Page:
Sleep deprivation, why is it bad for us?

Sleep deprivation, why is it bad for us?

Everyone’s body is different, but there are recommended sleeping hours based on a person’s age, and you should stick to them or risk all sorts of sleep disorders. Sleep deprivation is linked to chronic health problems that lead us to doctors when they flare up, and we look for the cause in the wrong places. Of course, sleep deprivation can affect irreversible processes in the body, such as long-term sleep disturbances, heart disease, diabetes and mental health conditions, in which case a doctor’s help is essential.

Sleep deprivation affects:

  • Distraction, lack of concentration;
  • mood changes;
  • stress sensitivity, acute reactions;
  • anxiety;
  • depression;
  • fatigue;
  • weakened immune system;
  • weight gain;
  • high blood pressure;
  • risk of diabetes;
  • heart disease;
  • poses a risk of premature death;
  • sleep disorders.

Sleep deprivation is very difficult to compensate for, and a 2016 study found that it takes four days of good sleep to replace 1 hour of lost sleep. Therefore, if you sleep too little throughout the working week and hope to make up for the lack of sleep at the weekend, this is not possible, and you may eventually develop serious sleep problems that you may not be able to resolve without professional help.

Causes of poor sleep

Sleep helps us to be healthy, feel well and have a good quality of life, so if you are having trouble sleeping, think about the possible causes:

  • Are you getting enough sleep?
  • Do you have a sleep rhythm? Do you do this regularly?
  • Do you sleep comfortably? Do you get up with a sore back or neck?
  • Is the amount of physical activity during the day sufficient?
  • Aren’t you overtired?
  • Do you drink caffeine 6 hours before bedtime?
  • Have you overeaten before going to bed?
  • Do you abuse alcohol?
  • Do you have sleep apnoea, which stops you breathing steadily during sleep?
  • Do you have allergic reactions at night?
  • Is the room you sleep in sufficiently ventilated?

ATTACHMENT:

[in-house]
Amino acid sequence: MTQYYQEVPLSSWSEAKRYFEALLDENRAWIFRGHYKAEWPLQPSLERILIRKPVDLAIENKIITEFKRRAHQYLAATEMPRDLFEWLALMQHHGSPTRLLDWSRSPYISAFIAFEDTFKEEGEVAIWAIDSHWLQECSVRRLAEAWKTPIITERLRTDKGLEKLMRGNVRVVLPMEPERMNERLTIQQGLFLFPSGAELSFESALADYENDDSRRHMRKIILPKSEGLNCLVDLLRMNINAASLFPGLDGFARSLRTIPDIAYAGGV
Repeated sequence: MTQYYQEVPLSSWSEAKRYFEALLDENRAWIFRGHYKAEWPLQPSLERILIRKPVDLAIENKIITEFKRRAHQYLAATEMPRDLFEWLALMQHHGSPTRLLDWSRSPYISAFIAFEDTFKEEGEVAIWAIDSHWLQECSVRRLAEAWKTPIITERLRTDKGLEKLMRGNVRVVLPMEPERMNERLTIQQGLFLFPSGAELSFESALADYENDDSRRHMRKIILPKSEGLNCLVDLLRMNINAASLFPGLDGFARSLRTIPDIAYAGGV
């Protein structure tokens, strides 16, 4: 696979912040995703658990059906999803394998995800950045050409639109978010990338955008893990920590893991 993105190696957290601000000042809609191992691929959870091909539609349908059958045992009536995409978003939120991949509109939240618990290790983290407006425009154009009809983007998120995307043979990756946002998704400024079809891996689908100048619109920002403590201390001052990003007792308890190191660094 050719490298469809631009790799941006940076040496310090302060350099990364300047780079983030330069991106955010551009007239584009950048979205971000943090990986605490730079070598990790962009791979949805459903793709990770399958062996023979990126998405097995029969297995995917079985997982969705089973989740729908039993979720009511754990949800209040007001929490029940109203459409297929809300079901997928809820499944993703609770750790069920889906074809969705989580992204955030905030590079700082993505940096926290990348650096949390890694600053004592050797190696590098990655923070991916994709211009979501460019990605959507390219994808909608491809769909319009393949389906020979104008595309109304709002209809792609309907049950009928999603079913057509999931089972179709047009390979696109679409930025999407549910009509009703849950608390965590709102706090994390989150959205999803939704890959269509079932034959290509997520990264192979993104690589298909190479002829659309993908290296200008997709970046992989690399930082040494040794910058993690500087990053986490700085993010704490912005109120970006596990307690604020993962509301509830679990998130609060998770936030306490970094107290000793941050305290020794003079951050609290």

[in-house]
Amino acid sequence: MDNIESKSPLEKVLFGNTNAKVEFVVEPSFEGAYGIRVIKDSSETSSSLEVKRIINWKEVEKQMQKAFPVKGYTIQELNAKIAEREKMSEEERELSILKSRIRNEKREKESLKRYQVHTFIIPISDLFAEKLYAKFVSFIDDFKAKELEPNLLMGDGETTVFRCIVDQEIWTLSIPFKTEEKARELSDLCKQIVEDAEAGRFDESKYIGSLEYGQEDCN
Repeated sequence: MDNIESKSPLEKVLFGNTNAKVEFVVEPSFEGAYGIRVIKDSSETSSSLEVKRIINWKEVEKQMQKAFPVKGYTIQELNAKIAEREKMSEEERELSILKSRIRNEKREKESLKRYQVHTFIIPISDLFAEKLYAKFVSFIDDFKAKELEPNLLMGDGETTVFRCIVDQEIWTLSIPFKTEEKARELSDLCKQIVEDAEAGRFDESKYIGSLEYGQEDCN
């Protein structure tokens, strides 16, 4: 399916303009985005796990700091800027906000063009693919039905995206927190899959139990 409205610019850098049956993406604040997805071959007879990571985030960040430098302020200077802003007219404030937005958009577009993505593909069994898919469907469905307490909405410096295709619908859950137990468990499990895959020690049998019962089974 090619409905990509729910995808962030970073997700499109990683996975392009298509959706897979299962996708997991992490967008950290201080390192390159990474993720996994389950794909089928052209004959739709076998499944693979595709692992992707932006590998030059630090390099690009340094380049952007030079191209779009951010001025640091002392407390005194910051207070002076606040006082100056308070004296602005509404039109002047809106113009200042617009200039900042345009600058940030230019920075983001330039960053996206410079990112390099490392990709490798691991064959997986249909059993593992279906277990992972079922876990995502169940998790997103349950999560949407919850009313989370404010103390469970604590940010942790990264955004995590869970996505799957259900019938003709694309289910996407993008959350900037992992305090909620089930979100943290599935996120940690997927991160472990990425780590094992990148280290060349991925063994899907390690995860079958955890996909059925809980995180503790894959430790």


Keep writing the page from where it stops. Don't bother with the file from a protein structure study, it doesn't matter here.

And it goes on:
• How do you deal with stressful situations? Do they happen often?
  • What is your physical and mental state?
  • Do you deal with daytime problems at night?

Anyone who has trouble sleeping is looking for a solution to get up every morning refreshed and invigorated. But this requires finding the cause, which needs to be addressed – no medication will do this and will not ensure a long-lasting restful sleep, it can be a band-aid, a short-term solution.

The Magu Space team suggests a cup of hemp blossom and leaf tea before going to bed to calm you down after the day’s troubles and relax you after stressful situations, so you don’t have to deal with the day’s problems or project the day ahead, and you can enjoy a restful night’s sleep and wake up refreshed, although you must stick to the recommended bedtimes. 😊

Recommended daily sleep time by age:

  • From birth to 3 months: 14-17 hours, but let’s remember that newborns, babies and toddlers are all different, and not everyone gets 17 hours of sleep a day.
  • 4 to 12 months: 12-16 hours
  • 1 to 2 years: 11-14 hours
  • 3 to 5 years: 10-13 hours
  • 6-12 years: 9-12 hours
  • 13 to 18 years: 8-10 hours
  • 18 to 60 years: 7 hours or more
  • 61-64 years: 7-9 hours
  • 65 years and over: 7-8 hours

Read about sleep:

Why do we sleep?

Stages of sleep – what happens in the body when we sleep?

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